Though you have not seen him, you love him; and even though you do not see him now, you believe in him and are filled with an inexpressible and glorious joy,  for you are receiving the end result of your faith, the salvation of your souls.” 1 Peter 1:8,9

 

 

 

 

 

 

 

 

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32 Years and 5 Houses

August 19, 2017, was a momentous day for our family. On that Saturday, my husband took me along to our bank to make the last payment on our house. While we have been home “owners” for three decades, we have never been without one and sometimes two monthly payments due – until now.  Anticipating this goal being achieved, I prepared a gift for Dave to commemorate our house history.

We began our married life by renting half of a duplex and then moved into the big blue house pictured at the top when Dave began his newspaper career on August 19, 1985. That is where our family grew from two to four. Choosing to live closer to the school our boys would attend, we moved across town to the house in the 3:00 position in 1990. Less than two years later, Dave’s career took us to North Dakota, where we lived at 1618 Elmwood Drive in Minot for four years. I included three photos (7:00, 9:00, 10:00) of that home, with the last one showing its makeover after a hail storm.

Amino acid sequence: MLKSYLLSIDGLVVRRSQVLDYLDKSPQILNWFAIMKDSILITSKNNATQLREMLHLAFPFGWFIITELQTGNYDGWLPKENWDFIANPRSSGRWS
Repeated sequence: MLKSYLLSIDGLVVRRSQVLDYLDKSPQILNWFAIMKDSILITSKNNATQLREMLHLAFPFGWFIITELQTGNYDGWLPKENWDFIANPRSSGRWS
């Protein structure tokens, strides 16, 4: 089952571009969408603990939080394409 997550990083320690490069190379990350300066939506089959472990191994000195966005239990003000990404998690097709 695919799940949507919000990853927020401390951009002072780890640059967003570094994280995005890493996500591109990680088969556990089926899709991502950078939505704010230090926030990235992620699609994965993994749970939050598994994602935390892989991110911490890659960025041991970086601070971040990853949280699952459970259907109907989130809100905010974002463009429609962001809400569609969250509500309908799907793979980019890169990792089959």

When our kids were in 1st and 5th grade, we returned to Ohio so Dave could run the newspaper in Tiffin and spent eight years in the tan house pictured at the bottom. While we were living there, a teenager from our church visited during a youth event. He noted that I wasn’t working and asked how we could afford such a nice home and two nice cars on a “9 to 5 job.” I gave his question some thought, discussed it with my husband, and then sent him this letter:

Jerome,

I enjoyed the video scavenger hunt with the YF on Sunday.  We had a great team even if we didn’t score the highest!  You asked me a question about how we can afford our house and cars on a “9 to 5 job”, and I didn’t answer because there isn’t a short answer, and I had to think about it a little.  I do want to let you know how this is possible.